The Porter County Health Department shut down Seven Peaks Waterpark Duneland in Porter on Monday after two children suffered chemical burns from the chlorine in the water of the children's area when the park opened late last week, officials said.
Inspectors with the health department found several violations during an inspection Monday morning, including problems that could have closed the park until they were rectified, said Keith Letta, the department's administrator. But the children suffering injuries would have led to a temporary closure regardless of the other violations, Letta said.
"This has gone beyond theoretical because we've had people injured," he said. The park will remain closed until the problems are resolved, he added.
An employee in the park's ticket office said the facility would be closed for three days to a week. A manager at the park was not immediately available to answer questions. Officials at the corporate office for Seven Peaks in Provo, Utah, did not respond to an email requesting comment, and an employee reached by phone there said no one was available to talk.
According to its website, the park opened Thursday, though Letta said Seven Peaks did not have a water sample tested before it opened or an inspection by his department, both of which are required under state law. The park also did not have paperwork to reflect that employees were checking water samples, according to the inspection report.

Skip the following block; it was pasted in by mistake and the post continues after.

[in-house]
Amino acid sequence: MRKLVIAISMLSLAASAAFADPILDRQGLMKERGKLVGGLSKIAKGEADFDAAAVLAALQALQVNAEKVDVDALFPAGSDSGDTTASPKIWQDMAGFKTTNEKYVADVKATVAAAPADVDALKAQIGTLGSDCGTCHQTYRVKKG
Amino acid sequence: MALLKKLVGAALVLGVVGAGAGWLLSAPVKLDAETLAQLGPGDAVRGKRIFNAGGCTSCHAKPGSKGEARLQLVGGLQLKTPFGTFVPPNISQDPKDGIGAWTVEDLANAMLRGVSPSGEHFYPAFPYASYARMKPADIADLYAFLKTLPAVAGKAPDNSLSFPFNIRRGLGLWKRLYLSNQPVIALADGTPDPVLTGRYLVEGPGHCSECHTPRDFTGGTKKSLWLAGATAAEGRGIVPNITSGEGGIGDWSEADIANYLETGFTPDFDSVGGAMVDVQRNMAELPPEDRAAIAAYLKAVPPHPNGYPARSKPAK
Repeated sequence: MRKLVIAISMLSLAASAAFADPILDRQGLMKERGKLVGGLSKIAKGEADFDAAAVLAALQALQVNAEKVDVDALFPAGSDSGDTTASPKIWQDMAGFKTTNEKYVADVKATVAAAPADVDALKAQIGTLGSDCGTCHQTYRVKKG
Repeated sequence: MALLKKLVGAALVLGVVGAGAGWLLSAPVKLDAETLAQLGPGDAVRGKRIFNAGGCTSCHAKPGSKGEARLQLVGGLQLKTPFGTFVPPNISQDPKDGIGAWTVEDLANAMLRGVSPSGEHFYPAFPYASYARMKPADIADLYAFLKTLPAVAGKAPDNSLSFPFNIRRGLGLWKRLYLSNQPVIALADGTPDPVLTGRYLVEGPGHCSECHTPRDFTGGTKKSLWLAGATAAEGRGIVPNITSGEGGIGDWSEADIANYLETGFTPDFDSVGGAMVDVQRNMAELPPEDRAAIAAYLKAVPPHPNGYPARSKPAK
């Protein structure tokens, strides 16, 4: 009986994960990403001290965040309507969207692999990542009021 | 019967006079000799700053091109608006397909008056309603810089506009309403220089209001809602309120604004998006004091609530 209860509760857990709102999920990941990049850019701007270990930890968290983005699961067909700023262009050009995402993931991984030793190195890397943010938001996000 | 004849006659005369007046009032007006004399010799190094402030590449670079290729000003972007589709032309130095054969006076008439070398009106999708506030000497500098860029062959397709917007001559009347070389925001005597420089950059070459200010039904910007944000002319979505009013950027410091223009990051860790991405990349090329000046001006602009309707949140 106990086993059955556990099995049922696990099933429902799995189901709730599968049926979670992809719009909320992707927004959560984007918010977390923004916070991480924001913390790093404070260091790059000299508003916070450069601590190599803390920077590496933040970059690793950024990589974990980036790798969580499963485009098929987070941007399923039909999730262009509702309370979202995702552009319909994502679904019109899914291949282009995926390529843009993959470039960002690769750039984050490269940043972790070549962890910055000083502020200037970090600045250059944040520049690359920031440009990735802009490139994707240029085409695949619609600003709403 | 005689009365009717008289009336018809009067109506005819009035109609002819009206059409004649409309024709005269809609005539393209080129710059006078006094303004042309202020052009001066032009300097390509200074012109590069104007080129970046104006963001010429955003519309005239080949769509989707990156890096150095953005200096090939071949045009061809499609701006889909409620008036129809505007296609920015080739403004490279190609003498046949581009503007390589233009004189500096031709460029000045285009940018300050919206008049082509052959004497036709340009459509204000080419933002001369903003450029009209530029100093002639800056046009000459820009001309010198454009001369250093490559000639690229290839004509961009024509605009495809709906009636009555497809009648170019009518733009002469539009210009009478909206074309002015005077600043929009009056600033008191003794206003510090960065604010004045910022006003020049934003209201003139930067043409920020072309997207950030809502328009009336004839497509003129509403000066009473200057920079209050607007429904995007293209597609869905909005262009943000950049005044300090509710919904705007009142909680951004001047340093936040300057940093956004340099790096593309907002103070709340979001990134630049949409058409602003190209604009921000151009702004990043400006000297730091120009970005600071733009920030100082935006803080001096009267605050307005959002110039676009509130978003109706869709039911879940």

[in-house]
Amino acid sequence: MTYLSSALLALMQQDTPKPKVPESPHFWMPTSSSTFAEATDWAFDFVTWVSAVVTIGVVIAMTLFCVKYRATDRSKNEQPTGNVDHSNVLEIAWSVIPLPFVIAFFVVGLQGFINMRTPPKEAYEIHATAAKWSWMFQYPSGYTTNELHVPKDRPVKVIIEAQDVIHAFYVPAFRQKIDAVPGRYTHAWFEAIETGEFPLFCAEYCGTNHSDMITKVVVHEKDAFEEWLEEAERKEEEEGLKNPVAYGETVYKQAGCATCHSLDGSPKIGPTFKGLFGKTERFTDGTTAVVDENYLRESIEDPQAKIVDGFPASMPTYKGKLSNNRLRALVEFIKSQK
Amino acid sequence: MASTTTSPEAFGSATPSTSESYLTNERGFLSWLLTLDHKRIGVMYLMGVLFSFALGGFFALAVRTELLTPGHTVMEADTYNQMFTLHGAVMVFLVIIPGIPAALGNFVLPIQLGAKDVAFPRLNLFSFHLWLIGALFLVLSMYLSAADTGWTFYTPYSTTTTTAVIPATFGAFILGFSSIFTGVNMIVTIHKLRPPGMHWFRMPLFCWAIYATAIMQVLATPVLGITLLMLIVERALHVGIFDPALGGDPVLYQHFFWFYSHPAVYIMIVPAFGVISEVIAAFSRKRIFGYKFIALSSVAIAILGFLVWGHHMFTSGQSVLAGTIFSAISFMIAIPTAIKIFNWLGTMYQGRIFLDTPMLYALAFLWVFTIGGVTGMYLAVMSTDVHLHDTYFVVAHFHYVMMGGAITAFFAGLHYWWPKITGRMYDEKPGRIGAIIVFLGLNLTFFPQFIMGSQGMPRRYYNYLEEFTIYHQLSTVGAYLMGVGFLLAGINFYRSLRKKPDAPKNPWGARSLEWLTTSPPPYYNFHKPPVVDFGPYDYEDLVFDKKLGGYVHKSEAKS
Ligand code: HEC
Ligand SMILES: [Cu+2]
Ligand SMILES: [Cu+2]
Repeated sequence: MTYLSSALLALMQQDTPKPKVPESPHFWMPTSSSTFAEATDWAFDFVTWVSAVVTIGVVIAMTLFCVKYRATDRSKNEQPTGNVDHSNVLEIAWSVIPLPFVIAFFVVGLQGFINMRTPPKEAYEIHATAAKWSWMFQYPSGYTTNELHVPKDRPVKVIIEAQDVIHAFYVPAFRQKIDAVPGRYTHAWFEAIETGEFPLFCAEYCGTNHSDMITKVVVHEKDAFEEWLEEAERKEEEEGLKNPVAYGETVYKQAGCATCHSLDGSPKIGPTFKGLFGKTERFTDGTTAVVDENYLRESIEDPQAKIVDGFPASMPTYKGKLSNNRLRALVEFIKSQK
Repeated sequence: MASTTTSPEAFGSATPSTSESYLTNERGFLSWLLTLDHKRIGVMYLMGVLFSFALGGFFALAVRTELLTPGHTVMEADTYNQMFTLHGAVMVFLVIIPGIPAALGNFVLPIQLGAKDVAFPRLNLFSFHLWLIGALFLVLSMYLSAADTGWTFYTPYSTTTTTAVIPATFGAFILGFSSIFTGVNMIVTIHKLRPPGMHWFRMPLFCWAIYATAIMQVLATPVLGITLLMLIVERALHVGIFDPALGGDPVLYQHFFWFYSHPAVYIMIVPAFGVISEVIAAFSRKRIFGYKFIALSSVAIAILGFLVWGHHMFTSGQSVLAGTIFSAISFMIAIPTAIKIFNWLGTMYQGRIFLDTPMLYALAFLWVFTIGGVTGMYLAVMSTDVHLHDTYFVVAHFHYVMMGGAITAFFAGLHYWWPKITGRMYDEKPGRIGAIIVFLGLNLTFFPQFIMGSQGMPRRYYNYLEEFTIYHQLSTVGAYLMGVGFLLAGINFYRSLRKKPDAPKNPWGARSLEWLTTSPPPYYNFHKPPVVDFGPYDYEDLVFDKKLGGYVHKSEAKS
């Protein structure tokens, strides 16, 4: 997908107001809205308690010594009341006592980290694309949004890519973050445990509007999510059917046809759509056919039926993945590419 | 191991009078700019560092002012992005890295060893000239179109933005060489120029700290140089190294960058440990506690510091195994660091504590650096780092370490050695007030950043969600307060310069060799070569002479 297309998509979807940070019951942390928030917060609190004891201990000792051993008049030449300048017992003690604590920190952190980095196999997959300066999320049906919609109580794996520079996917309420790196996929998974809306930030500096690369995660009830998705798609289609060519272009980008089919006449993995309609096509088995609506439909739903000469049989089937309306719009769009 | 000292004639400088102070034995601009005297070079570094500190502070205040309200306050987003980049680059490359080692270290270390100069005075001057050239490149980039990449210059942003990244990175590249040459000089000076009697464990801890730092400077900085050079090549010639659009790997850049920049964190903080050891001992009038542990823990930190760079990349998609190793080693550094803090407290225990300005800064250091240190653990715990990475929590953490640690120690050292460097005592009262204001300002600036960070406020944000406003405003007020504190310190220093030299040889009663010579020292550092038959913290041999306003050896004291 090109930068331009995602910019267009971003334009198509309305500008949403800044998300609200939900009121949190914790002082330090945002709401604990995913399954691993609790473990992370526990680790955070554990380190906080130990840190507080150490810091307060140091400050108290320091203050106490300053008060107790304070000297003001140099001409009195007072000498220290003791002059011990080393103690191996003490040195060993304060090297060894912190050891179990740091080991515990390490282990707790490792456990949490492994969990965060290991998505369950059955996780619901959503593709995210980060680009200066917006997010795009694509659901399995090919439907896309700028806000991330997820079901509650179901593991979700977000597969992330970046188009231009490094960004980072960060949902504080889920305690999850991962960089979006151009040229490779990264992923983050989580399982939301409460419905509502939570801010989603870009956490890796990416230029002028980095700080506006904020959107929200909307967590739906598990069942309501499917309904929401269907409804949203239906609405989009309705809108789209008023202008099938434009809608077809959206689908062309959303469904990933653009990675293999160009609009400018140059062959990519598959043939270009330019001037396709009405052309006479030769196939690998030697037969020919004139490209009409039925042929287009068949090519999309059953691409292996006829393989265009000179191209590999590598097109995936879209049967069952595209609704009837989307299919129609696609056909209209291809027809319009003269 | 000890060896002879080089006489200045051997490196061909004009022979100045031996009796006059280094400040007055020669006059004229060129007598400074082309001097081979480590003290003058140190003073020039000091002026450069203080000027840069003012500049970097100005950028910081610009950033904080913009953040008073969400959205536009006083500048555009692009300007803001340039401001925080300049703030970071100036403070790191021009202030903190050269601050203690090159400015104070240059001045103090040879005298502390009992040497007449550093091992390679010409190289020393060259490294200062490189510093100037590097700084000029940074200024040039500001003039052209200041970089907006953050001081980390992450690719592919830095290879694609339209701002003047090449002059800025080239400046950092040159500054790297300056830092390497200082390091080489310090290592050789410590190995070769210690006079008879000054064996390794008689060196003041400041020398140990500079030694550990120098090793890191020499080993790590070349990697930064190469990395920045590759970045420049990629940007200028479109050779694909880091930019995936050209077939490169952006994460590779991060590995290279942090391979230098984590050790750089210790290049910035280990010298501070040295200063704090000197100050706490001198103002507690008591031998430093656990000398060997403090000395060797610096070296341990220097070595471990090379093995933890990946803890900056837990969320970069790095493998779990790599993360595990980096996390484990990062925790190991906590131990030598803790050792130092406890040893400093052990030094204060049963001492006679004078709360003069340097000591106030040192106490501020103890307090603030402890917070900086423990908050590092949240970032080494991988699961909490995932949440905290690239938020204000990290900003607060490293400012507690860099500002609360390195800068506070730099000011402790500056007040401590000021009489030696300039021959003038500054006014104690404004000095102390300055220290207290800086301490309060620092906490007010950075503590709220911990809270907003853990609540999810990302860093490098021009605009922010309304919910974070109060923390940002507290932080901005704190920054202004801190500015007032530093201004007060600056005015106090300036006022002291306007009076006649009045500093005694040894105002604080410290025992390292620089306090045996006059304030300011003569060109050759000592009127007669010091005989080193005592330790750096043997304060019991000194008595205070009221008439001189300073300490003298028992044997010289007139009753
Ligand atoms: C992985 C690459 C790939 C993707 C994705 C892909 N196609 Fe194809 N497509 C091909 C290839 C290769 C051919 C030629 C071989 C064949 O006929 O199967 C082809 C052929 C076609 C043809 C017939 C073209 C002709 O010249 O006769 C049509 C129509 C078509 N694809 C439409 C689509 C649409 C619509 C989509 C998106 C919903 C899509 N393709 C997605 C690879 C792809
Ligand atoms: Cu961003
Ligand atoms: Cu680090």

"We had no idea they were open," he said, adding his department received one complaint about a child receiving chemical burns in the water and a second came through the Porter Fire Department.
Equipment that reads and responds to the need for chlorine in the water malfunctioned, pumping too much of the disinfecting chemical into the water in the children's area, he said.
"That is no doubt why it happened," he said.
Too little of the chemical in the water can foster the growth of bacteria, but too much chlorine can cause chemical burns, Letta said. When the equipment malfunctions, "there's no way of knowing whether there is too much or too little," he added.
Heather Gonzalez, of Porter, took her two children, son Alexander, 7, and daughter Charley, 3, to the park when it opened Thursday. They went to the children's area, where her daughter went down a slide, she said.
They then went to the wave pool, she said.
"We were (at the park) maybe an hour-and-a-half and my daughter started complaining that her legs hurt," said Gonzalez, who lives within walking distance of the park.
About 45 minutes after they got home,her daughter went to the bathroom "and she was screaming," Gonzalez said.
Gonzalez discovered parts of her daughter's legs were red, "almost bubbly," she said.
Gonzalez said she took her daughter to her pediatrician Friday and the doctor said her daughter had a chemical burn. Gonzalez, who contacted the health department Friday, said her daughter was still recovering Monday.
Seven Peaks took over the water park four years ago, after Splash Down Dunes sat vacant for several years. The health department helped Seven Peaks representatives when they re-opened the park and there haven't been any other major problems since, Letta said.
Seven Peaks has three locations in Utah, according to its website.